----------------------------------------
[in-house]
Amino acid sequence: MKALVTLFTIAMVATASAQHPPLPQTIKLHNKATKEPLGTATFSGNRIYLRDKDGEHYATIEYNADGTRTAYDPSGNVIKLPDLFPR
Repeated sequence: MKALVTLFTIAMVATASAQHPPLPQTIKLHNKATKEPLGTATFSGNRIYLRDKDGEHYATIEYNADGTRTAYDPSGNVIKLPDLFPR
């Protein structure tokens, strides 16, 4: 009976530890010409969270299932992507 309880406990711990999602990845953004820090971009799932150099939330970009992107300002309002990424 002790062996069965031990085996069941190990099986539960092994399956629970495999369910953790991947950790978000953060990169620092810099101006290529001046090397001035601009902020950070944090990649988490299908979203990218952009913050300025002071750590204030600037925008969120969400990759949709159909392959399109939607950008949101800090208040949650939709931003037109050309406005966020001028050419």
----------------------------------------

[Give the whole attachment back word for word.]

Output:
[in-house]
Amino acid sequence: MKALVTLFTIAMVATASAQHPPLPQTIKLHNKATKEPLGTATFSGNRIYLRDKDGEHYATIEYNADGTRTAYDPSGNVIKLPDLFPR
Repeated sequence: MKALVTLFTIAMVATASAQHPPLPQTIKLHNKATKEPLGTATFSGNRIYLRDKDGEHYATIEYNADGTRTAYDPSGNVIKLPDLFPR
């Protein structure tokens, strides 16, 4: 009976530890010409969270299932992507 309880406990711990999602990845953004820090971009799932150099939330970009992107300002309002990424 002790062996069965031990085996069941190990099986539960092994399956629970495999369910953790991947950790978000953060990169620092810099101006290529001046090397001035601009902020950070944090990649988490299908979203990218952009913050300025002071750590204030600037925008969120969400990759949709159909392959399109939607950008949101800090208040949650939709931003037109050309406005966020001028050419």